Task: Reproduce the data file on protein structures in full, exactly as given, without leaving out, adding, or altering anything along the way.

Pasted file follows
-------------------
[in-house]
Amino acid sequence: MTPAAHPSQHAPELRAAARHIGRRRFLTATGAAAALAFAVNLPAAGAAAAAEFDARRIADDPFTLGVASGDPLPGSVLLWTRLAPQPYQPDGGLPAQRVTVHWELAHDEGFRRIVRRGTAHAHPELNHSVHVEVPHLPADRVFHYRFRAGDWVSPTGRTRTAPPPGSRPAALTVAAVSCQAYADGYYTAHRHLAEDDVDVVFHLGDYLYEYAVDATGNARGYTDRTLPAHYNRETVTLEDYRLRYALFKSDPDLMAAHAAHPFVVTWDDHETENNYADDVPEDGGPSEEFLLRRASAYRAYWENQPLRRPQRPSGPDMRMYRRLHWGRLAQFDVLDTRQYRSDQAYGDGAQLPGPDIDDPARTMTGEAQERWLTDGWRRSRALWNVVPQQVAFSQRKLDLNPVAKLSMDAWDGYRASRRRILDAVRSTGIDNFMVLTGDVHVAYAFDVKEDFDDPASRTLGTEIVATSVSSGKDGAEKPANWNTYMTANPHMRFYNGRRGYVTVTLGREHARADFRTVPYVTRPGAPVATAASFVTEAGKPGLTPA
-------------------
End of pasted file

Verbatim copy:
[in-house]
Amino acid sequence: MTPAAHPSQHAPELRAAARHIGRRRFLTATGAAAALAFAVNLPAAGAAAAAEFDARRIADDPFTLGVASGDPLPGSVLLWTRLAPQPYQPDGGLPAQRVTVHWELAHDEGFRRIVRRGTAHAHPELNHSVHVEVPHLPADRVFHYRFRAGDWVSPTGRTRTAPPPGSRPAALTVAAVSCQAYADGYYTAHRHLAEDDVDVVFHLGDYLYEYAVDATGNARGYTDRTLPAHYNRETVTLEDYRLRYALFKSDPDLMAAHAAHPFVVTWDDHETENNYADDVPEDGGPSEEFLLRRASAYRAYWENQPLRRPQRPSGPDMRMYRRLHWGRLAQFDVLDTRQYRSDQAYGDGAQLPGPDIDDPARTMTGEAQERWLTDGWRRSRALWNVVPQQVAFSQRKLDLNPVAKLSMDAWDGYRASRRRILDAVRSTGIDNFMVLTGDVHVAYAFDVKEDFDDPASRTLGTEIVATSVSSGKDGAEKPANWNTYMTANPHMRFYNGRRGYVTVTLGREHARADFRTVPYVTRPGAPVATAASFVTEAGKPGLTPA